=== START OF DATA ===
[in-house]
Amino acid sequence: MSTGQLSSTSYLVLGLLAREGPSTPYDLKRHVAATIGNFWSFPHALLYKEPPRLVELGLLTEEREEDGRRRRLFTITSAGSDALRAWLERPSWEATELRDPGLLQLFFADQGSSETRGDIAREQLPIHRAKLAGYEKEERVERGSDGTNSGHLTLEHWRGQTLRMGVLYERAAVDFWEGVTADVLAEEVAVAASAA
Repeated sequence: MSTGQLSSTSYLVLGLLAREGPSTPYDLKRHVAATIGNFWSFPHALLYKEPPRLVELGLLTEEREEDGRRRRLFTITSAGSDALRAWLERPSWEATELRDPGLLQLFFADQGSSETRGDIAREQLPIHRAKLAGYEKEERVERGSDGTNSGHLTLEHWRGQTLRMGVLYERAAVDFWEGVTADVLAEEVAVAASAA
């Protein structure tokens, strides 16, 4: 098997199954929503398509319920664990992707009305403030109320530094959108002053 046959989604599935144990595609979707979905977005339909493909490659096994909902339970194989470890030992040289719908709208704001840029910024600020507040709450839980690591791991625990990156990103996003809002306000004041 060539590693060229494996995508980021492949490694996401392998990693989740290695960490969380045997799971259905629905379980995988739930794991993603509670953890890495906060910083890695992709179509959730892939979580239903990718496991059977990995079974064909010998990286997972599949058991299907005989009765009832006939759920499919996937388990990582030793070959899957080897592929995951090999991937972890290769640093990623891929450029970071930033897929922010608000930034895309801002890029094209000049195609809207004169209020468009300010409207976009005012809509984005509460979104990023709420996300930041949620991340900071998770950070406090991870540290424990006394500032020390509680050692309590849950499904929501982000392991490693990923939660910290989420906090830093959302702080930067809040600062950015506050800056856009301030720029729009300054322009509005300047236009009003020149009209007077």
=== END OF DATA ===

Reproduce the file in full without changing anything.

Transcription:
[in-house]
Amino acid sequence: MSTGQLSSTSYLVLGLLAREGPSTPYDLKRHVAATIGNFWSFPHALLYKEPPRLVELGLLTEEREEDGRRRRLFTITSAGSDALRAWLERPSWEATELRDPGLLQLFFADQGSSETRGDIAREQLPIHRAKLAGYEKEERVERGSDGTNSGHLTLEHWRGQTLRMGVLYERAAVDFWEGVTADVLAEEVAVAASAA
Repeated sequence: MSTGQLSSTSYLVLGLLAREGPSTPYDLKRHVAATIGNFWSFPHALLYKEPPRLVELGLLTEEREEDGRRRRLFTITSAGSDALRAWLERPSWEATELRDPGLLQLFFADQGSSETRGDIAREQLPIHRAKLAGYEKEERVERGSDGTNSGHLTLEHWRGQTLRMGVLYERAAVDFWEGVTADVLAEEVAVAASAA
């Protein structure tokens, strides 16, 4: 098997199954929503398509319920664990992707009305403030109320530094959108002053 046959989604599935144990595609979707979905977005339909493909490659096994909902339970194989470890030992040289719908709208704001840029910024600020507040709450839980690591791991625990990156990103996003809002306000004041 060539590693060229494996995508980021492949490694996401392998990693989740290695960490969380045997799971259905629905379980995988739930794991993603509670953890890495906060910083890695992709179509959730892939979580239903990718496991059977990995079974064909010998990286997972599949058991299907005989009765009832006939759920499919996937388990990582030793070959899957080897592929995951090999991937972890290769640093990623891929450029970071930033897929922010608000930034895309801002890029094209000049195609809207004169209020468009300010409207976009005012809509984005509460979104990023709420996300930041949620991340900071998770950070406090991870540290424990006394500032020390509680050692309590849950499904929501982000392991490693990923939660910290989420906090830093959302702080930067809040600062950015506050800056856009301030720029729009300054322009509005300047236009009003020149009209007077």